In this study, Dr. Lynn Katz and colleagues compared parental socialization of adolescent positive affect in families of depressed and healthy adolescents.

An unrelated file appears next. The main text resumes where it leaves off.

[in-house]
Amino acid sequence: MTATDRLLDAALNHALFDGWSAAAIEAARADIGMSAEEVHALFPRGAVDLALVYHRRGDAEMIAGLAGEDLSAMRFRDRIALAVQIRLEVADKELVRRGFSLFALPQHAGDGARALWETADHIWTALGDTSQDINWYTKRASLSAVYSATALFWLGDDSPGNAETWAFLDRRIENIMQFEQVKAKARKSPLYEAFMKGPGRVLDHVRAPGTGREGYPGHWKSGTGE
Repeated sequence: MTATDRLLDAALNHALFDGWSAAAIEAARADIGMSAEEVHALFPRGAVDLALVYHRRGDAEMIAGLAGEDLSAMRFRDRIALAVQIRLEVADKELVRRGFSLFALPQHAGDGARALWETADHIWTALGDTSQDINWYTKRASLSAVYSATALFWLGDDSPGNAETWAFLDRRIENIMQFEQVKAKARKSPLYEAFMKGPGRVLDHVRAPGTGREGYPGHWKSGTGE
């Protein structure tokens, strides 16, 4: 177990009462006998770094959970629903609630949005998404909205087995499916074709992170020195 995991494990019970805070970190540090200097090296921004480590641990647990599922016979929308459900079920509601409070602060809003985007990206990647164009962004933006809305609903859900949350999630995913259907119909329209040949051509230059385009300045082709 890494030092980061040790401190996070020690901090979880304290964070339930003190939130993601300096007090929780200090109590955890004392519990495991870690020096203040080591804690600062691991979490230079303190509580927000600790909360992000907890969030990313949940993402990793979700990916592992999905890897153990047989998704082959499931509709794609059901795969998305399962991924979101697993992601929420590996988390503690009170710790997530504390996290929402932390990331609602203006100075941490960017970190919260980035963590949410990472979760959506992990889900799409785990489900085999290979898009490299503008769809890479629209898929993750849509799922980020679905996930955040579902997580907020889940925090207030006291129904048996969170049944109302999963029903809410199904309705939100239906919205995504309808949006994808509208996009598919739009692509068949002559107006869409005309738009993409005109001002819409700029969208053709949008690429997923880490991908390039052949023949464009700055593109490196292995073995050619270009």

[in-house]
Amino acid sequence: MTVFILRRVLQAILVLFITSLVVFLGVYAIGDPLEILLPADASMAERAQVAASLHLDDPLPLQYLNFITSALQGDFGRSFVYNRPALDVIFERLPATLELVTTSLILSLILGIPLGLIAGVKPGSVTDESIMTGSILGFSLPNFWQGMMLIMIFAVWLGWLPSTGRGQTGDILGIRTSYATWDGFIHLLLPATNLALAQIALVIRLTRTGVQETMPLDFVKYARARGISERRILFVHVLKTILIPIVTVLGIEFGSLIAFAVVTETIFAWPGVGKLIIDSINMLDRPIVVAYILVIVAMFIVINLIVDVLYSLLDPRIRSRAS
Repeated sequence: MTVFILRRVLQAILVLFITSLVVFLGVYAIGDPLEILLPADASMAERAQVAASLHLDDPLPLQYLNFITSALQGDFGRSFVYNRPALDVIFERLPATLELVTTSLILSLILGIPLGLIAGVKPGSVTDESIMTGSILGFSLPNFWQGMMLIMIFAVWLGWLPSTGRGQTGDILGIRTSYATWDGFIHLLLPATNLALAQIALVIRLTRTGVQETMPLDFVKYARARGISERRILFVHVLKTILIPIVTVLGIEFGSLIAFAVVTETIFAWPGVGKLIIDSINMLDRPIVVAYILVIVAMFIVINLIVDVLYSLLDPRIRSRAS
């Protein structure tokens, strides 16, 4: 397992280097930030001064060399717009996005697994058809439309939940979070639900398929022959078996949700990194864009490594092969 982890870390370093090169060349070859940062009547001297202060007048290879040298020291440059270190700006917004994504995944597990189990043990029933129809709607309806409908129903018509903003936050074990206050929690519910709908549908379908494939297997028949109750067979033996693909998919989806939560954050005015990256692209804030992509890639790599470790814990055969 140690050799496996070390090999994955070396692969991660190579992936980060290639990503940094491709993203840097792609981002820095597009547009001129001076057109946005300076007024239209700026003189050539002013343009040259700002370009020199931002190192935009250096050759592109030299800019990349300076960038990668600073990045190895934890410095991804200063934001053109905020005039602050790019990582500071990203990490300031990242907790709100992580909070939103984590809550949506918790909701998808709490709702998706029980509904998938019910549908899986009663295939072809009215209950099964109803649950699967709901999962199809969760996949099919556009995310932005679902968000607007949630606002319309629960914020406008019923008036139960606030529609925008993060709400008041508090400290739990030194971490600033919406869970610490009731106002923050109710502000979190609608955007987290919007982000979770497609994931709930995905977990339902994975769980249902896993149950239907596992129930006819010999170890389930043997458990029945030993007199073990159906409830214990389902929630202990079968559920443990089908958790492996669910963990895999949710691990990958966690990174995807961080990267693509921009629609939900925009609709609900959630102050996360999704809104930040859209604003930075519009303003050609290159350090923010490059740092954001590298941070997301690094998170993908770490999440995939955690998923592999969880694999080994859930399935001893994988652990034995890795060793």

This study compared parental socialization of adolescent positive affect in families of depressed and healthy adolescents. Participants were 107 adolescents (42 boys) aged 14 – 18 years and their parents. Half of the participants met criteria for major depressive disorder and the others were demographically matched adolescents without emotional or behavioral disorders. Results based on multi-source questionnaire and interview data indicated that mothers and fathers of depressed adolescents were less accepting of adolescents’ positive affect and more likely to use strategies that dampen adolescents’ positive affect than were parents of healthy adolescents. Additionally, fathers of depressed adolescents exhibited fewer responses likely to enhance the adolescents’ positive affect than were fathers of healthy adolescents. These findings build on those of previous work in examining parental responses to adolescent emotions, focusing on positive emotions and including both mothers and fathers.